Pipeline panacea amongst eco-ideas at Canadian tech showcase
A device designed to seek leaks and cracks in pipes and other structures was one of the environmental technologies on display at the Canada House in London this week.
The event was the third organised by the Canadian High Commission and green PR firm Carbon International and aimed to promote three successful companies looking to increase their presence in Europe.
“A lot of environmental technologies come out of trying to increase resource efficiency in the mineral extraction and hydrocarbon industries,” a spokesman for Carbon International told edie.
“Canada is a huge country rich in natural resources and that has led to it becoming a leader in resource-efficient technologies. London is the hub of environmental investment so it makes sense for them to seek to do business here.”
Guy St Jacques, Canada’s Deputy High Commissioner, said: “we used to be known by the four ‘Ms’; Mounties, moose, mountains and maple syrup.
“But there is a side of Canada others don’t know.”
Smartcool was showcasing an energy saving device designed to cut the electricity consumption of refrigeration and air conditioning units.
The retro-fittable devices have already been adopted by a number of big name clients such as Tesco, Shell and Vodafone.
Polaris, was selling carbon credits accredited under the Clean Development Mechanism.
The credits have been earned by geothermal credits in Nicaragua, a country with an abundance of geologically suitale sites.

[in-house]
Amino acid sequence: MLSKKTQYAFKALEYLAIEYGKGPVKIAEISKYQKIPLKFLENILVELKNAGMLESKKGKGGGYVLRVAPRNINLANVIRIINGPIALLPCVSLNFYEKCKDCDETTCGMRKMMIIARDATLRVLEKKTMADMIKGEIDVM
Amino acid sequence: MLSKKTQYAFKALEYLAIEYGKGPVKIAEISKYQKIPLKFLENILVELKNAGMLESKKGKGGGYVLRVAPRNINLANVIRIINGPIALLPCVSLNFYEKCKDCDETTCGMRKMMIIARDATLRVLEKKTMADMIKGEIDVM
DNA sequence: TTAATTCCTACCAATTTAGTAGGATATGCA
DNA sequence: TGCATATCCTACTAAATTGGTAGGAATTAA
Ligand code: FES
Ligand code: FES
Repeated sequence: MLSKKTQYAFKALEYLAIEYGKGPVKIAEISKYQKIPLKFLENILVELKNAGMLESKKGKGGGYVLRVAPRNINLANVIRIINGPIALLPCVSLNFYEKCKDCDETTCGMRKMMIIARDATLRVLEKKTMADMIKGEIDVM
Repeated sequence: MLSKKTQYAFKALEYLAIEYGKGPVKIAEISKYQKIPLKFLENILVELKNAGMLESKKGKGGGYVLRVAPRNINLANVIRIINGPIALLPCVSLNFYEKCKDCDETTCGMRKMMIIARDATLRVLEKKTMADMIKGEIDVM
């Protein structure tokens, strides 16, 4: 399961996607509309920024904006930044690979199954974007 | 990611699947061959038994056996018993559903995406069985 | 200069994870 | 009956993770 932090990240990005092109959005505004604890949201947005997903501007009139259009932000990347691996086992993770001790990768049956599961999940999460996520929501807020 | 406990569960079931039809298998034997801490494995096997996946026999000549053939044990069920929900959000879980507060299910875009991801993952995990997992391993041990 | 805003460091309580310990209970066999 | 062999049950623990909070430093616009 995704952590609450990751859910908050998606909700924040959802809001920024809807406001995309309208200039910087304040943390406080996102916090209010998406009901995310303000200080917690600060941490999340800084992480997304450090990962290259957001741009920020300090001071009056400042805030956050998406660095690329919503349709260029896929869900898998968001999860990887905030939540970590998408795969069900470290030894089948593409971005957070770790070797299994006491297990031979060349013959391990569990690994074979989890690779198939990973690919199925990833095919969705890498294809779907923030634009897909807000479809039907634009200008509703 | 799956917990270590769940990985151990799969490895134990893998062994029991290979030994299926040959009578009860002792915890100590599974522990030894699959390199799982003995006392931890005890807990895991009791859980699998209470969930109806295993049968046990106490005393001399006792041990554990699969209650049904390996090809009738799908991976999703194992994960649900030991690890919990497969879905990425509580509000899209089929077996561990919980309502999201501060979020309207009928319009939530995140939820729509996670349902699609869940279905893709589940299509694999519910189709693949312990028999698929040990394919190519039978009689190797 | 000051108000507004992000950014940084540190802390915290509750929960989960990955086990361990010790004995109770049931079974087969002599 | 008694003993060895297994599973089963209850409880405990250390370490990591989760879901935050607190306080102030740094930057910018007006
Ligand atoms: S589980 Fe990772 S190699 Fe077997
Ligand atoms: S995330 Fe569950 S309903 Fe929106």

Pure Technologies was promoting equipment to scan for cracks on structures from bridges to pipes.
Jack Elliott, chief operating officer, told edie that Europe was fertile ground for his company.
“The UK and Europe have ageing infrastructure and it’s more environmentally conscious as a society so we see a lot of opportunities for us to deploy our technology,” he said.
“Also from a commercial perspective it’s a good business climate and an area we’re comfortable doing business in.”
The technology is already installed at a number of key sites in the UK and Europe, including the Forth road bridge.
Wants to move into pipelines, focusing on water and wastewater systems. The problems of the water companies losing huge amounts of water due to leaking pipes have been widely reported so it would seem that Pure has a market but Mr Elliott acknowledged that success would depend on whether the savings which could be made would outweigh the cost of installing the technology.